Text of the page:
How the Victorians wiped their bums

The Wellcome Library's collection includes a small but piquant selection of Victorian bumwad; it's horrifically fascinating stuff:

Our main example comes from the 1870s, when one popular product was the Diamond Mills Paper Company's 'Bromo Paper' which came in packs of about 500 individual sheets inside a solid card box (21 x 15 x 3 cm.), open at the top so that single sheets could be pulled out as required. Every sheet had a distinguishing watermark of 'Bromo' so that counterfeit versions could be easily spotted (the packaging states this was a problem in India). This toilet tissue had been awarded the highest prize at the Paris Exposition in 1878 and every pack proudly bore reproductions of both sides of the medal to prove it. The Wellcome Library holds one such pack, now catalogued as EPH471A.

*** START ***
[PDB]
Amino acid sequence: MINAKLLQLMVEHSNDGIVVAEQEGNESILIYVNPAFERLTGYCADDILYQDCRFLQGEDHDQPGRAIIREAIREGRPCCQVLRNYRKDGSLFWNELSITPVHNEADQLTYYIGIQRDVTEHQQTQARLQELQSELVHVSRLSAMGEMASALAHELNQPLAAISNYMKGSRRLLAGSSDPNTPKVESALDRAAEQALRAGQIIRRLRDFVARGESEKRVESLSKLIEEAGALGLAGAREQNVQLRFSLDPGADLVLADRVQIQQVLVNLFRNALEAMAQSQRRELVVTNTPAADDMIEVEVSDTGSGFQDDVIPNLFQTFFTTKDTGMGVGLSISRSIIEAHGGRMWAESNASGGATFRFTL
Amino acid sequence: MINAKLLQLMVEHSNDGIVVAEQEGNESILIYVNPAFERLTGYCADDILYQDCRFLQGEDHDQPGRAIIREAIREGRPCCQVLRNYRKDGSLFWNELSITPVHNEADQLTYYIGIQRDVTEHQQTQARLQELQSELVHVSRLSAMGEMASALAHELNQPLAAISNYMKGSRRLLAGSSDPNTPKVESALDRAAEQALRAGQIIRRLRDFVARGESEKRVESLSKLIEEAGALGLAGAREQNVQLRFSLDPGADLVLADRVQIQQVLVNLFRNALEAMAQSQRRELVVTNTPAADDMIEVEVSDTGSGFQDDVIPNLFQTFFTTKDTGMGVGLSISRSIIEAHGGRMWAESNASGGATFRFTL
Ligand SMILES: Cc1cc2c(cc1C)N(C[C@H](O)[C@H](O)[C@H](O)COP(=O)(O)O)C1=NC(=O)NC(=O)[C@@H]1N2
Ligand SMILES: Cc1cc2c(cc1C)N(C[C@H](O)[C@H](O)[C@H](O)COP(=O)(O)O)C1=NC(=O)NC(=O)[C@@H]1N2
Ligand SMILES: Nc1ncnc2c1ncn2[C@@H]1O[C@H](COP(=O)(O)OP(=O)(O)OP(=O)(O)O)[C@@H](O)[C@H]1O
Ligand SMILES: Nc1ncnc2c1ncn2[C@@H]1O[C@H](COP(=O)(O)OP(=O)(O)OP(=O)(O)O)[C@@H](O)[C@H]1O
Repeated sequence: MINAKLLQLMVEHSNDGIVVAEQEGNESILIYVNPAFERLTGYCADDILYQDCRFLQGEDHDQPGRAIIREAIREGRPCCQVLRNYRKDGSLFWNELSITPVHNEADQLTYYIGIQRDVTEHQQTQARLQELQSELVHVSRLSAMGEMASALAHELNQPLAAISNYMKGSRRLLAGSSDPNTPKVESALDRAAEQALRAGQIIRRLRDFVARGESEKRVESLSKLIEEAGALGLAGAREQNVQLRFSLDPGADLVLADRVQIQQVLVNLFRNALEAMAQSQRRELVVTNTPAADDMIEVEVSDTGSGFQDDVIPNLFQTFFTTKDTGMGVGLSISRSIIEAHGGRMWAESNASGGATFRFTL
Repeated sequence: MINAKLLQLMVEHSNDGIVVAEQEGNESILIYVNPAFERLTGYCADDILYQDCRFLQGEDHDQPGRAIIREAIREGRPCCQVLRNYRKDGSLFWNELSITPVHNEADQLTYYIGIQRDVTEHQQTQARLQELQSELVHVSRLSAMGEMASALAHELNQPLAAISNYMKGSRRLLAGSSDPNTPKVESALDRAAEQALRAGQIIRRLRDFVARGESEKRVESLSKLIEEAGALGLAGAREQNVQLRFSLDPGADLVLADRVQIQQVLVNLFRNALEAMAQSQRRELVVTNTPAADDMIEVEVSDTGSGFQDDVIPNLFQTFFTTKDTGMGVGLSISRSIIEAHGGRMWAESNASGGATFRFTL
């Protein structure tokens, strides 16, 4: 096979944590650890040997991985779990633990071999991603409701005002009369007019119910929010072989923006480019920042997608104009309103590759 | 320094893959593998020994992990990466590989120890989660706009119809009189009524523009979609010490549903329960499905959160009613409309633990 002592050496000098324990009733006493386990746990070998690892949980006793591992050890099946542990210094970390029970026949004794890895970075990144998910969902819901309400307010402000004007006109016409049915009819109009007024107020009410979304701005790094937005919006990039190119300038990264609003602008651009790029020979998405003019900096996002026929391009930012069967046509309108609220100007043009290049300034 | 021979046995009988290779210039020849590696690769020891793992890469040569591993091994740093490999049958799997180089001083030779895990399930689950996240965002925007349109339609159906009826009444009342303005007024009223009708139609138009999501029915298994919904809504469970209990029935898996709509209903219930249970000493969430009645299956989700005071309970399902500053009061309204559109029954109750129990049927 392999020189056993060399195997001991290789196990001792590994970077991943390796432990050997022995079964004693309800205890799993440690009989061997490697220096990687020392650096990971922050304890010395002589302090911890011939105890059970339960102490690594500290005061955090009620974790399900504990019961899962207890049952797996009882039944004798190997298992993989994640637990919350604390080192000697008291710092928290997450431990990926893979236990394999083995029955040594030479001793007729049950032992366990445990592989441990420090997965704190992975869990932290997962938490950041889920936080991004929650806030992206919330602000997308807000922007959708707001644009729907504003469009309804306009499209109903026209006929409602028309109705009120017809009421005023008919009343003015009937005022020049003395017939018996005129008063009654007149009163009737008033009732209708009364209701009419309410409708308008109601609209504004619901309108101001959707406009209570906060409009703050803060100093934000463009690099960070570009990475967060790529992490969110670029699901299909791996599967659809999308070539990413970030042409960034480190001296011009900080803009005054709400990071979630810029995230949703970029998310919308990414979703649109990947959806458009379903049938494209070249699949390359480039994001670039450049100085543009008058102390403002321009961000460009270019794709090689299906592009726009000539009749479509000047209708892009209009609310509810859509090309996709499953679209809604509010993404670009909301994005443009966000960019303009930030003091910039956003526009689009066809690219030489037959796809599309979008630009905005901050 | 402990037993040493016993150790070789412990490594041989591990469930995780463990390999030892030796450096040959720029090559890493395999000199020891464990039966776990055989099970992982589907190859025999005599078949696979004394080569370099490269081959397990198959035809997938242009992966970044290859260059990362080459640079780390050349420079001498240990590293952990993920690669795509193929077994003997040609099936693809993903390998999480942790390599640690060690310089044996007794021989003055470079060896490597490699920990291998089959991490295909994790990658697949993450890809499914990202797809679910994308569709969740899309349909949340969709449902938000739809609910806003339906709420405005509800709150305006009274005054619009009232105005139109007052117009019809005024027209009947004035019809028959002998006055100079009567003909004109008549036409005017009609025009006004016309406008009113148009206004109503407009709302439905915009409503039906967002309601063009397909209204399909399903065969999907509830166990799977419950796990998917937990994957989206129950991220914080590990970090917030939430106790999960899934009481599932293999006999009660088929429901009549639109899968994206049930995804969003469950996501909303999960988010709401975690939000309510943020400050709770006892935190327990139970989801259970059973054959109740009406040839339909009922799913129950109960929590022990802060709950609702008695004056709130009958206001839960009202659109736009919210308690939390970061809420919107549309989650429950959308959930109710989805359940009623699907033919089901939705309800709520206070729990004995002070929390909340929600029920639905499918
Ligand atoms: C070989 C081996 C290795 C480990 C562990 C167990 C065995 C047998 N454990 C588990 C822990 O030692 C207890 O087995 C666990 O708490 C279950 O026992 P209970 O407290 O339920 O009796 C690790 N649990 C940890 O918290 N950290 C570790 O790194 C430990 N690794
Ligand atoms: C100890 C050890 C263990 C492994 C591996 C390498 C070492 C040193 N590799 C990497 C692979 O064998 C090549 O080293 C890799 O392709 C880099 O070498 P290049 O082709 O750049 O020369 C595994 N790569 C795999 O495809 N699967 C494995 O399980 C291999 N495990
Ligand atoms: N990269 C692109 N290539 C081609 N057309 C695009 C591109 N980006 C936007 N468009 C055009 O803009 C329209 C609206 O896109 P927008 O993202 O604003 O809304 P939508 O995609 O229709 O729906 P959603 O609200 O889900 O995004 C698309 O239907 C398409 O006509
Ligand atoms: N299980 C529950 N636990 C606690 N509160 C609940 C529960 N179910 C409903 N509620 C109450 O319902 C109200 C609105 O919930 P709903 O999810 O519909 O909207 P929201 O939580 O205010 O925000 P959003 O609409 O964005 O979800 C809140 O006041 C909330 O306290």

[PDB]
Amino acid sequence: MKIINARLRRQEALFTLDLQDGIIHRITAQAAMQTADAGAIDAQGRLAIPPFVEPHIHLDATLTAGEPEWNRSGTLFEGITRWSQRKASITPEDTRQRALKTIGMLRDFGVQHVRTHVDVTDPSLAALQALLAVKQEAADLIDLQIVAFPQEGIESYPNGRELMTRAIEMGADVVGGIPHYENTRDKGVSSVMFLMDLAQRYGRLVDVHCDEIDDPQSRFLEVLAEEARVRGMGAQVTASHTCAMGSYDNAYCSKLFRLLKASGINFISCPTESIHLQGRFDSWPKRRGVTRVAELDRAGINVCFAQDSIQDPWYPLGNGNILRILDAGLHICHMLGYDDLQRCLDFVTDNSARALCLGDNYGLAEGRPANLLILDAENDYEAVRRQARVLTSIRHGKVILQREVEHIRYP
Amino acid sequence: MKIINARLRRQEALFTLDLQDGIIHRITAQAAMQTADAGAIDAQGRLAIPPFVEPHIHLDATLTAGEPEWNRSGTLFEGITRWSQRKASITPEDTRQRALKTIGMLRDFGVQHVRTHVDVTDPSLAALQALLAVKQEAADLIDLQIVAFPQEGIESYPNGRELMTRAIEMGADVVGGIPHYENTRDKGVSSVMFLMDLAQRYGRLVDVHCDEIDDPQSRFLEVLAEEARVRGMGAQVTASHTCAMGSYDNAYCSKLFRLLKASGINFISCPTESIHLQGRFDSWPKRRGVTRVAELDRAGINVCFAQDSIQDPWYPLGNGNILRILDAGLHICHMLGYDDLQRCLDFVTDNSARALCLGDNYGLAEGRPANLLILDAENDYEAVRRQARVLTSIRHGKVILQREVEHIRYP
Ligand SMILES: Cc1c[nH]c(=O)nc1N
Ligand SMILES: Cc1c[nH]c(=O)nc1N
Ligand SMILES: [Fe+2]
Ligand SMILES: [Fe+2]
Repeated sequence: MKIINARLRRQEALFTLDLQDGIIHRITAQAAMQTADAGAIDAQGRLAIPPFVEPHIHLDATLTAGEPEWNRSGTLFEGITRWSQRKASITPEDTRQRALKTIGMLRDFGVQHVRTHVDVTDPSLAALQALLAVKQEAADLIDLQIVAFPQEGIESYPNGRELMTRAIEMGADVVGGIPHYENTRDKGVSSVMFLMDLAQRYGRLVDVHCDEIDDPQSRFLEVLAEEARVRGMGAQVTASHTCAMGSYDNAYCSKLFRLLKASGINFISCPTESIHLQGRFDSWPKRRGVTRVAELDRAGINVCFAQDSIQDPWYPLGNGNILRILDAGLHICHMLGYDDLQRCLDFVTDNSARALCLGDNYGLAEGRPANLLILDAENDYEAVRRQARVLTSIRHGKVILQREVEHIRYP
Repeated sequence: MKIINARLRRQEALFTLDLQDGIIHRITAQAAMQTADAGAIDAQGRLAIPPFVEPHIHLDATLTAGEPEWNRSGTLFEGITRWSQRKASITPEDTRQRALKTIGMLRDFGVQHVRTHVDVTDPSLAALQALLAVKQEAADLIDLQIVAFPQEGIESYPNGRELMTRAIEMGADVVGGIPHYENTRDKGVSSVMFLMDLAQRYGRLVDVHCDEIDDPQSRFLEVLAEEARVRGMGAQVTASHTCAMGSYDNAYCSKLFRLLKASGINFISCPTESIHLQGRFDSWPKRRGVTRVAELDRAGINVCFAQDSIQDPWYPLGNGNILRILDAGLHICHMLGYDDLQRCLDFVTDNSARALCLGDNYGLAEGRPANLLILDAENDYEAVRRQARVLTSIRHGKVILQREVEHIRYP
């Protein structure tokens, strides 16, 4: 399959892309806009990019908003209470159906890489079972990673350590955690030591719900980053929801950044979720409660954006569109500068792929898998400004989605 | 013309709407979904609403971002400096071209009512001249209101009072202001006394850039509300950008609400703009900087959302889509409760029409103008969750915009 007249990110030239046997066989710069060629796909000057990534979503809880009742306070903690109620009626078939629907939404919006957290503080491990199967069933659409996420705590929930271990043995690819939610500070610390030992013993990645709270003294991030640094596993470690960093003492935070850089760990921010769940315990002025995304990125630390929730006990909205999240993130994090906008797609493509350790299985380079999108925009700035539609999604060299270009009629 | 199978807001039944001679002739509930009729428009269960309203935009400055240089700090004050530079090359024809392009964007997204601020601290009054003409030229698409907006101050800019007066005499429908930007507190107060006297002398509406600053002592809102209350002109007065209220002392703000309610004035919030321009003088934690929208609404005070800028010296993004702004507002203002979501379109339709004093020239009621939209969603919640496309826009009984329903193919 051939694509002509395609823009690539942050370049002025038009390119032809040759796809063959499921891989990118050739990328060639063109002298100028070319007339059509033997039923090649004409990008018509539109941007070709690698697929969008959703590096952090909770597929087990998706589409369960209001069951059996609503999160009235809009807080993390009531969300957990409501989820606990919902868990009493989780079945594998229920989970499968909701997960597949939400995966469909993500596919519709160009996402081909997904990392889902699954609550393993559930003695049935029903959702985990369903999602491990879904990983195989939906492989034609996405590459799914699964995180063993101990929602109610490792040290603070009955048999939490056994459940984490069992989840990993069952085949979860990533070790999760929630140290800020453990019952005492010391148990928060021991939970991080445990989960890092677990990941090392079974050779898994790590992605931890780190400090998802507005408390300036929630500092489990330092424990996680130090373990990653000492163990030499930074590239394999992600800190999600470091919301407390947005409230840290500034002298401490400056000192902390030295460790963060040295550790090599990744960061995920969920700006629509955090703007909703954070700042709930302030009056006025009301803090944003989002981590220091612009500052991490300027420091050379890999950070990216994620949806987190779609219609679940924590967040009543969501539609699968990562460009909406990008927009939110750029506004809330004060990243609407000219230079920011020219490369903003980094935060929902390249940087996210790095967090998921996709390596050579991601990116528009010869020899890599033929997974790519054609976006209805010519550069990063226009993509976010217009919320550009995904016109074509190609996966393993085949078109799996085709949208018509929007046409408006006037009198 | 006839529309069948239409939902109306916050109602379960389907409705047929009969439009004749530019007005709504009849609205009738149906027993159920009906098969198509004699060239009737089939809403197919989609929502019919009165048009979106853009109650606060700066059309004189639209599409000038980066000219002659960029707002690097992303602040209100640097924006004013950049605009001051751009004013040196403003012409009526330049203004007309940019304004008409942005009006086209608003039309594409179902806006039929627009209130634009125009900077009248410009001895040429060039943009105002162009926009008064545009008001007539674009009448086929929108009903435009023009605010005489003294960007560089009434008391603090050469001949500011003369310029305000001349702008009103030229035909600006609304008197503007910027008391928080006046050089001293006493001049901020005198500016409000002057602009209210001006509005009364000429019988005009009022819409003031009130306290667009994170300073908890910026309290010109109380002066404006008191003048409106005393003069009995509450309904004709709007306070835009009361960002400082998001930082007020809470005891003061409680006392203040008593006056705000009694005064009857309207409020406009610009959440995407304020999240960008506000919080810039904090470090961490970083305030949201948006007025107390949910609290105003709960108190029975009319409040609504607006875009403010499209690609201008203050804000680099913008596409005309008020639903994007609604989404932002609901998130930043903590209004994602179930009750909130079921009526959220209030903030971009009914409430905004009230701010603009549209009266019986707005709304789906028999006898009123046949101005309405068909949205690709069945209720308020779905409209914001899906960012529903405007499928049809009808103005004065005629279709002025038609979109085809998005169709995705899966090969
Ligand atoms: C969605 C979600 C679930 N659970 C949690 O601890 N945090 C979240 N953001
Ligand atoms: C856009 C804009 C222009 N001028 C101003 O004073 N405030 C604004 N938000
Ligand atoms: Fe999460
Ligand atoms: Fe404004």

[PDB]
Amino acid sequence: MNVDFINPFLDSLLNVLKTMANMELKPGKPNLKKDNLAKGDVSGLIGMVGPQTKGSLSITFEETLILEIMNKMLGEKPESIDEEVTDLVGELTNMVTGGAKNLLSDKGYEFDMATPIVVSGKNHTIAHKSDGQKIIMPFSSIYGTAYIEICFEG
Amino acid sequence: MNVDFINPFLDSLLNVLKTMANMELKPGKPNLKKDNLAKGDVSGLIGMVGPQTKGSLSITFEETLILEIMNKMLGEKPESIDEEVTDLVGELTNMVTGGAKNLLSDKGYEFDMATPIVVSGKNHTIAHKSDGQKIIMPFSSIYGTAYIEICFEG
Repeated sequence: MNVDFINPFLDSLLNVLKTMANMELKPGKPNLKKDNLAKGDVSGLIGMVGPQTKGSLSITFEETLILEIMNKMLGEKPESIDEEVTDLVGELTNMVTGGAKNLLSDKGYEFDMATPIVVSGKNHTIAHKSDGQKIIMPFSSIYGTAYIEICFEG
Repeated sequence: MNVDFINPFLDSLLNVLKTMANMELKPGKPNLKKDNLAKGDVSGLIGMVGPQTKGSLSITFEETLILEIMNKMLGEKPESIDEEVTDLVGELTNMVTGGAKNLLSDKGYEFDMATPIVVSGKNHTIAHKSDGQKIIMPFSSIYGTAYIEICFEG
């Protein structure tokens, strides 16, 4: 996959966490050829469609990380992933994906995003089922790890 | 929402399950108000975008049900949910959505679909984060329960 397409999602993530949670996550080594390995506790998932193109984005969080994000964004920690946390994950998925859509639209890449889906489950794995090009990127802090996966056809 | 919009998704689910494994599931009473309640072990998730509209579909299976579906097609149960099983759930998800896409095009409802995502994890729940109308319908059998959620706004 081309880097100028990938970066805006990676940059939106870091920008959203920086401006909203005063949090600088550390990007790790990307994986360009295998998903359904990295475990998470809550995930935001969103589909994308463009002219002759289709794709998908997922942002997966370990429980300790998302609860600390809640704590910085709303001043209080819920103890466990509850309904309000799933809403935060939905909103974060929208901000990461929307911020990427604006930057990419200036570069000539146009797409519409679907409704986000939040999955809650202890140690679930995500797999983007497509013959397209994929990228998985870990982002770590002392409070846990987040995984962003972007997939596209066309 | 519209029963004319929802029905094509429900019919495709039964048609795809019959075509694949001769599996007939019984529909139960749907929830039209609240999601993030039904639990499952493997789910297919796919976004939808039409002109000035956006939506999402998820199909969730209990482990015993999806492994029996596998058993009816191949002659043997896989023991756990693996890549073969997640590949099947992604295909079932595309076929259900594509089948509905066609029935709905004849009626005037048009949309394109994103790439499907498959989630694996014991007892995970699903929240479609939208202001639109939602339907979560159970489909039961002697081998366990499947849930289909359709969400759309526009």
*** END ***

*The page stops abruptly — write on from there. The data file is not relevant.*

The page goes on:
The paper contained the "disinfectants and curatives" Bromo chloralum and carbolic acid, which the manufacturers' claimed would "…render its use not only a positive preventive of that most distressing and almost universal complaint, the Piles, but also a thorough deodorizer and disinfectant of the water closet". However common haemorrhoids were at the time, the flush toilet was certainly not standard in 1878 and the smells that would have developed in the non-flush version, particularly over a hot summer, would have needed all the help with deodorization that could be given.

19th Century Toilet Paper

(Thanks, RMacF, via Submitterator)